What is Grace?

Whether we’re discipling new Christians, training older ones, or counseling people who have been hurt at church, in relationships or by life’s circumstances, Janet and I always make sure we teach – in word and in deed – about God’s gifts of grace and mercy.

We teach from experience, having learned – often the hard way – that God’s grace is sufficient for us. That we can not please God any other way than by living and walking in grace. His grace.

Perhaps you have heard grace explained like this:

Grace = receiving something good that you do not deserve

Grace goes hand in hand with mercy:

Mercy = not receiving something bad that you do deserve

Grace and mercy are at the heart of the Christian Gospel:

As for you, you were dead in your transgressions and sins, in which you used to live when you followed the ways of this world and of the ruler of the kingdom of the air, the spirit who is now at work in those who are disobedient.

All of us also lived among them at one time, gratifying the cravings of our sinful nature and following its desires and thoughts.

Like the rest, we were by nature objects of wrath. But because of his great love for us, God, who is rich in mercy, made us alive with Christ even when we were dead in transgressions—it is by grace you have been saved.

And God raised us up with Christ and seated us with him in the heavenly realms in Christ Jesus, in order that in the coming ages he might show the incomparable riches of his grace, expressed in his kindness to us in Christ Jesus.

For it is by grace you have been saved, through faith—and this not from yourselves, it is the gift of God— not by works, so that no one can boast. (Ephesians 2:1-9)

And yet, so many Christians do not understand what grace and mercy really mean.

In our ministry we ask Christians who are caught up in legalism – the act of trying to please God by performance, including a rigid adherence to man-made rules – to read the book, “Grace Plus Nothing,” by Jeff Harkin.

Frankly, it’s a book we would have liked to have written ourselves. But with Jeff’s excellent book freely available, there is no need to reinvent the wheel.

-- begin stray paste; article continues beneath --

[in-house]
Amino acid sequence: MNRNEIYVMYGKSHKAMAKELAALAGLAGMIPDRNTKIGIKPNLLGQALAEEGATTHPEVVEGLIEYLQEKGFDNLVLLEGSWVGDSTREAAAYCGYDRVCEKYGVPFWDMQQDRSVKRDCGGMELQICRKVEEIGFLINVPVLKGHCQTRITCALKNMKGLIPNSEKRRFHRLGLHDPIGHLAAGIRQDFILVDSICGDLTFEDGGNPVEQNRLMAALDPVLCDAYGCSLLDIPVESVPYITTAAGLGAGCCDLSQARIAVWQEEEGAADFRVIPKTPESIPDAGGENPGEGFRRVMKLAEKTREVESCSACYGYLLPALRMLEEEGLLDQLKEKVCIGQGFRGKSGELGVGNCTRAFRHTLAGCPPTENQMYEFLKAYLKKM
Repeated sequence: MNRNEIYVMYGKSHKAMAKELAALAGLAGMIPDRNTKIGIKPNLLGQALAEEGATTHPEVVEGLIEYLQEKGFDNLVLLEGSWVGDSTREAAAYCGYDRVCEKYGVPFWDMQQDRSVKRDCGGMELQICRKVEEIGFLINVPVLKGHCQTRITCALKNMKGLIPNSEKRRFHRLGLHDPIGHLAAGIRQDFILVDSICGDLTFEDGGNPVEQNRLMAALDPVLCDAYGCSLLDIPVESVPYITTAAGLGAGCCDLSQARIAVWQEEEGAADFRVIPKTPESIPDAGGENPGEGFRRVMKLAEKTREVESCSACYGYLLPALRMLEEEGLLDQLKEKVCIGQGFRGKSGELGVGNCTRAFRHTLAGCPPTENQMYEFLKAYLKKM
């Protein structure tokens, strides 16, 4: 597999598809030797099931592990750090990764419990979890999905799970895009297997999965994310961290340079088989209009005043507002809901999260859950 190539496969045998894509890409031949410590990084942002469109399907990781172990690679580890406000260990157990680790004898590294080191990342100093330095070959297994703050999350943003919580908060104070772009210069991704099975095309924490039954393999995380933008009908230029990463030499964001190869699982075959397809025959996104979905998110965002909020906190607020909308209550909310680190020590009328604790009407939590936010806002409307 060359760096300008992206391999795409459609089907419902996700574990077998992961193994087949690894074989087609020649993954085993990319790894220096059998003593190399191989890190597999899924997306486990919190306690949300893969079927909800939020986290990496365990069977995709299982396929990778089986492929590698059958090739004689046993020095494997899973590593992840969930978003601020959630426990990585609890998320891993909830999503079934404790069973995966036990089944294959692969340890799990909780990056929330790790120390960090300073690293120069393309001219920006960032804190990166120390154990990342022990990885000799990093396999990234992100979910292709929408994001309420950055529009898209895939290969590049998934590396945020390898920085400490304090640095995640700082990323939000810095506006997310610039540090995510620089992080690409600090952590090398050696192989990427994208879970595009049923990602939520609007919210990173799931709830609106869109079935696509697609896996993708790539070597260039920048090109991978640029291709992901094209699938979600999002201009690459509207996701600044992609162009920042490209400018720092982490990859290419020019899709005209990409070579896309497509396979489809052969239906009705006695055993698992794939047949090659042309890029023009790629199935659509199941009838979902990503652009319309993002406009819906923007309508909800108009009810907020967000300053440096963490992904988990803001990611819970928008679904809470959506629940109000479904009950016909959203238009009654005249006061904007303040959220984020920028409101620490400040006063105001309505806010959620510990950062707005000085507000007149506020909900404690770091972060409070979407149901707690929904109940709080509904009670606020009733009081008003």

Jeff has graciously allowed us to place a few chapters from his book online, which we do at GraceAndMercy.org

But because grace and mercy are so integral to our ministry – both online and offline – we’d like to post one chapter here at Apologetics Index as well:

What is Grace?

Most Christians say grace before meals. I must regretfully admit that for many years about all grace meant to me was prayers before meals.

Hopefully, having read even the first few pages of Grace plus Nothing, grace already means a lot more to you than that.

The grace of God is essentially the gift of righteousness (right standing before God) and the gift of the Holy Spirit. Not only are these gifts, but they are also unmerited gifts. We will speak much more concerning the gift of the Holy Spirit later, but for now we must understand that Paul tied grace to the gift of righteousness.

Those who receive the abundance of grace and of the gift of righteousness will reign in life through the One, Jesus Christ (Romans 5:17).

This understanding is foundational to Christianity. Furthermore grace alone has the power to free you from sin:

For sin shall not be master over you, for you are not under law, but under grace (Romans 6:14).

Remember that the Lord imprisoned the entire world under the penalty and power of sin in order to induce all of us to receive his mercy (see Romans 11:32). Therefore the only way you will ever get free from sin is to get under grace and stay there. Paul said sin shall not be master over you because you are not under law but under grace. It makes sense, then, that the opposite is also true: To put a Christian under legalism is to bind him under sin! Remember that legalism has the power to actually arouse sinful passions.

In 1 Corinthians 1:30 Paul said that Jesus “became to us wisdom from God, and righteousness and sanctification and redemption.”

The word became is past tense. What Jesus has become for you is a finished work. You needn’t add a thing to Paul’s list in 1 Corinthians 1:30 in order to gain right standing before God. Jesus became all of this for you and he continues to be all of this for you as a gift. This is imputed righteousness, the true essence of the grace of God. Remember Isaiah 53:11; God Father is totally satisfied with Jesus. Grace means that, together with the Father, you must be satisfied with Jesus, and thus you can rest in him and abide in him, in all that he is for you. Romans 1: 16-17 says:

For I am not ashamed of the gospel, for it is the power of God for salvation to everyone who believes, to the Jew first and also to the Greek. For in it the righteousness of God is revealed from faith to faith; as it is written, “But the righteous man shall live by faith.”

We will be looking at this many times and in many different ways to help you make it you way of life.

But for now, be totally satisfied with Jesus plus nothing. That is, put all your faith in Jesus Christ himself to be all that you need for right standing before God, and begin to move from faith to faith. Relax. Stop striving to justify yourself. To be legalistic is to lock yourself under the power of sin, because sin shall be master over you as long as you are under the law.

But if it is by grace, it is no longer on the basis of works, otherwise grace is no longer grace (Romans 11:6). I do not nullify the grace of God; for if righteousness comes through the law, then Christ died needlessly (Galatians 2:21).

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